Joko Widodo arrives at PT Perusahaan Listrik Negara (PLN) headquarters in Jakarta, Indonesia. File photo/ Reuters
Indonesian President Joko Widodo on Friday ordered a delay in a parliamentary vote on revisions to the criminal code, which has been criticised by rights groups as an assault on basic freedoms.
The vote had been due next week on changes ranging from the criminalisation of consensual sex outside marriage and penalties for insulting the president's dignity to a four-year jail term for abortions in the absence of a medical emergency or rape.
Indonesia is the world's most populous Muslim-majority country and has substantial Christian, Hindu and Buddhist minorities, but has seen a recent trend towards greater religious piety and conservative activism.
“I have ordered the law and human rights minister to convey this decision to parliament, to delay the confirmation of the criminal code bill,” Widodo told a televised news conference, adding that he had decided it needed further review after receiving input from various groups.
Widodo had told his minister to gather more views from groups opposing the revision “to perfect” the current draft, before it is deliberated on by the next parliament, he said.
As parliament's current term ends this month, lawmakers had scrambled to wrap up debates on several bills, including new rules governing the anti-graft agency KPK, which acvitists fear will strip the watchdog of its effectiveness.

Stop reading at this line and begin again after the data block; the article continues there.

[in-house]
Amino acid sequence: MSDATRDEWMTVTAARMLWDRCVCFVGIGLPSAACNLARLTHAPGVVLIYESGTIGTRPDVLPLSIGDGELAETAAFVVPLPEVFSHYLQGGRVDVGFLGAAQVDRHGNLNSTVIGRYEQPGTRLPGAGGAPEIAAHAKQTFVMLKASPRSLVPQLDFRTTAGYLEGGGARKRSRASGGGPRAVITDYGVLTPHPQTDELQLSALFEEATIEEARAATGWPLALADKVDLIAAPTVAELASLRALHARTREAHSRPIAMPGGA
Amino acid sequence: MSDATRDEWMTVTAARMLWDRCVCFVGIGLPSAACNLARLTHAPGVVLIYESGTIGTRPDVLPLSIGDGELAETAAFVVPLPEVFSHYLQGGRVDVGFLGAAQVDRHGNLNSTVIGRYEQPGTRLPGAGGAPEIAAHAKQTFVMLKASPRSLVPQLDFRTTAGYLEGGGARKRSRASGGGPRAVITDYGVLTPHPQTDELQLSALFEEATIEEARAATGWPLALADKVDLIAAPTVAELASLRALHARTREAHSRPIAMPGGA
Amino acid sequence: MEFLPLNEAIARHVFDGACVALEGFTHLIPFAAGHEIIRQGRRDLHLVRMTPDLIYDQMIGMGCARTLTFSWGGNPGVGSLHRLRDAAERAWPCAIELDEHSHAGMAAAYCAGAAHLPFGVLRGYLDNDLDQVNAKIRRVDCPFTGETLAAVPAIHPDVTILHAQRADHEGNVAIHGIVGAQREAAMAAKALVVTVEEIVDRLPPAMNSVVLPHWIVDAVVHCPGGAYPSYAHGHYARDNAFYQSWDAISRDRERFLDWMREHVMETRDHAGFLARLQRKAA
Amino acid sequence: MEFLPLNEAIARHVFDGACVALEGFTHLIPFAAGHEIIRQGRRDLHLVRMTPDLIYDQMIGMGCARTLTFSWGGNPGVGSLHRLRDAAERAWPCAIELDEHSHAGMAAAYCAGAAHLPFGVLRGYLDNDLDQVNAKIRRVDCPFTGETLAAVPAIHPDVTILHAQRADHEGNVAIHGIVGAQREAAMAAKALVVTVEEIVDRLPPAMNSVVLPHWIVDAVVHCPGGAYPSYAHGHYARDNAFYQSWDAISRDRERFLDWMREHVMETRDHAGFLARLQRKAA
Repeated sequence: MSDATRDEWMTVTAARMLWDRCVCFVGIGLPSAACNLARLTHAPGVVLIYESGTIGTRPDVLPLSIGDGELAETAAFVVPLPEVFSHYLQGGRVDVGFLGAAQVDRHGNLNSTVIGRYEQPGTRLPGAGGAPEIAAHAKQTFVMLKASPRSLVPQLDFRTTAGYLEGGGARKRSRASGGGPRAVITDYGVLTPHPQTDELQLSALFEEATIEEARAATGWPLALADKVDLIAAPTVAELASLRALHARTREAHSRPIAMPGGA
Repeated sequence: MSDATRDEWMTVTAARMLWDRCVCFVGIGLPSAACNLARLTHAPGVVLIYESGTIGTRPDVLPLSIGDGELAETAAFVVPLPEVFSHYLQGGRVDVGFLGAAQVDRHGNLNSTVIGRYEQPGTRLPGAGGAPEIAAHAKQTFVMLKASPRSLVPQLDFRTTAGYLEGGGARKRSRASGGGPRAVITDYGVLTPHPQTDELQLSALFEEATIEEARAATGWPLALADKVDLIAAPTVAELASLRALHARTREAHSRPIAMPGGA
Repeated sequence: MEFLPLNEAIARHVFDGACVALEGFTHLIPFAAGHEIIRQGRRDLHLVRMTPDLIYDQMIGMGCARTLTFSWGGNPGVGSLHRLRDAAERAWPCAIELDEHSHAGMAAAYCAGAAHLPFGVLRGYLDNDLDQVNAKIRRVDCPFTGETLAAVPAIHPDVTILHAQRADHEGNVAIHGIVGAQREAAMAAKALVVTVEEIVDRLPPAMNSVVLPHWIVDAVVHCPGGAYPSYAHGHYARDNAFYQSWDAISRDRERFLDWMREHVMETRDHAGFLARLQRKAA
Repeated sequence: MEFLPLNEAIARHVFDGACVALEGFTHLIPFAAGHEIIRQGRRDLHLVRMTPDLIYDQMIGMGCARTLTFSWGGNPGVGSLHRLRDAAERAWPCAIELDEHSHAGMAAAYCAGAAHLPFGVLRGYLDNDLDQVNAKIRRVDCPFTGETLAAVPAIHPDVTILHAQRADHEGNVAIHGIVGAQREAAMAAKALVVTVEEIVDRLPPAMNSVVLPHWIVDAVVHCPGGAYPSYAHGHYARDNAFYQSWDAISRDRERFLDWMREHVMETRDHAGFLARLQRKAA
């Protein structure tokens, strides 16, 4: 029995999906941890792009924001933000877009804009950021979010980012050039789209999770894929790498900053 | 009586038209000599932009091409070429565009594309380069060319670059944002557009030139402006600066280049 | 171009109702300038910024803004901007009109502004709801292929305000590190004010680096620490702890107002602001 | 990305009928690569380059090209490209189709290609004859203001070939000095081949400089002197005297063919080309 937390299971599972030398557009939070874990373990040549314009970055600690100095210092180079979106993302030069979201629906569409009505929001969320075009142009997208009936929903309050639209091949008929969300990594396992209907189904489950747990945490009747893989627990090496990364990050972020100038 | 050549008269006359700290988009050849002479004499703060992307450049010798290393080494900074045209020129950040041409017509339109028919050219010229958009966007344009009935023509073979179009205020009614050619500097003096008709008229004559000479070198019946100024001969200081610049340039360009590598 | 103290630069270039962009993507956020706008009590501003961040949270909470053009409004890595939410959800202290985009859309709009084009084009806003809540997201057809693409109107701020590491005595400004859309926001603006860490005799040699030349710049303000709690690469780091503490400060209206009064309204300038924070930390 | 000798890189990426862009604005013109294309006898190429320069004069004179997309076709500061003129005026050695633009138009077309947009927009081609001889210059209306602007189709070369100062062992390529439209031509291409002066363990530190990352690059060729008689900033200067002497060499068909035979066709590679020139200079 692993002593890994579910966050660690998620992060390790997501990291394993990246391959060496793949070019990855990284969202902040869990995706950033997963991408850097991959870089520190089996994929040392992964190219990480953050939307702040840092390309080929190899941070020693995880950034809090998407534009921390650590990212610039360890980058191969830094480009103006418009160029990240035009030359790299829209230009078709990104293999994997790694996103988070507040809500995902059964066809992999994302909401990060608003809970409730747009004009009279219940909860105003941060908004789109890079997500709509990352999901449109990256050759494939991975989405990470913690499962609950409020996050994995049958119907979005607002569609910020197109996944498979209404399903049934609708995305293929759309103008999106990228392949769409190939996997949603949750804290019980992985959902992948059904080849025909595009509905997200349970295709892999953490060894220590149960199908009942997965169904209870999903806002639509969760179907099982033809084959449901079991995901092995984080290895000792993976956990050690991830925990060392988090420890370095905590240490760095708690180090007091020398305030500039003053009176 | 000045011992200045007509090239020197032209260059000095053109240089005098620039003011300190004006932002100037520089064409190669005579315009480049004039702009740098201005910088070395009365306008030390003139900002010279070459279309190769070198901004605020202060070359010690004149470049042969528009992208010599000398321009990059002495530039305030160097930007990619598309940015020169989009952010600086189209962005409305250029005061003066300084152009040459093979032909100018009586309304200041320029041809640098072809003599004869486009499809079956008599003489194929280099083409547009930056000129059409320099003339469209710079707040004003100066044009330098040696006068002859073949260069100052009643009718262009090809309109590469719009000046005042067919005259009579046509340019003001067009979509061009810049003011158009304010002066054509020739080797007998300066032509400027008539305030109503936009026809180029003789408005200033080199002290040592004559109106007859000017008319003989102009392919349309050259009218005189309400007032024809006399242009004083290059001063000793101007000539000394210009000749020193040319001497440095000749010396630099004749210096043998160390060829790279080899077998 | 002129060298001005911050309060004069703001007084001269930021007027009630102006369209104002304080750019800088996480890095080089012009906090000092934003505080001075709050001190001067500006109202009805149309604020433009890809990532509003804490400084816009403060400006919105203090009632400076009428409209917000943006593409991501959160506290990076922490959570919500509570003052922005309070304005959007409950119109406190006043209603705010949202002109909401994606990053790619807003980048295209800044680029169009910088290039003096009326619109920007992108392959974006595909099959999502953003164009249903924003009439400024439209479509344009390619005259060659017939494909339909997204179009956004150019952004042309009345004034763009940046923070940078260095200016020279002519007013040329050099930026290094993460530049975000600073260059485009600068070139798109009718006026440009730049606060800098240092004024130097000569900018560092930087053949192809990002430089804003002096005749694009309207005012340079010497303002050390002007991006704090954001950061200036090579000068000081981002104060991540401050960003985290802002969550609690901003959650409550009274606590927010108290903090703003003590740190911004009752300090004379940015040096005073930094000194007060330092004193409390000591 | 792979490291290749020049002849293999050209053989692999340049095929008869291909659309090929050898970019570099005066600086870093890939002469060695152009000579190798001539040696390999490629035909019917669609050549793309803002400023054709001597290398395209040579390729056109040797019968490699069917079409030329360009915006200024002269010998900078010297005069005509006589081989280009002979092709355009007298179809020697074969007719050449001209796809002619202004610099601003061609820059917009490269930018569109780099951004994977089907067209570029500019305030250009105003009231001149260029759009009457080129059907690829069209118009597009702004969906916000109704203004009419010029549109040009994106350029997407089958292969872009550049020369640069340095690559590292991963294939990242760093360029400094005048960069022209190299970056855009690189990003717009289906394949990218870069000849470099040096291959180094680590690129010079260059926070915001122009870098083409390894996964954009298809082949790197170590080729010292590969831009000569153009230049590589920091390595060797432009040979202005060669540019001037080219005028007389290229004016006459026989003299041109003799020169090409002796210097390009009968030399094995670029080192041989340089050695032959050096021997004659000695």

A new parliament of members elected following April's legislative vote begins its term next month.
Hundreds of students staged protests outside parliament on Thursday against the proposed changes to the criminal code.
Tempo newspaper on Friday likened the planned revisions to a return to the “New Order” regime of former authoritarian ruler Suharto, who curbed free speech and allowed cronies and his family to control big chunks of the economy.
The Institute for Criminal Justice Reform, a non-government organisation, welcomed the delay and urged the government to set up an expert panel to ensure a new draft is “in line with the principles of constitutional democracy” and has wide public support.
The planned revisions had also spurred neighbour Australia to update its travel advice, warning citizens of risks they faced from sex outside marriage or same-sex relations in Indonesia if the new rules take effect.
Australians are among the leading visitors to the holiday island of Bali and the country's Daily Telegraph newspaper carried a lurid headline on Friday: “Bali Sex Ban.”
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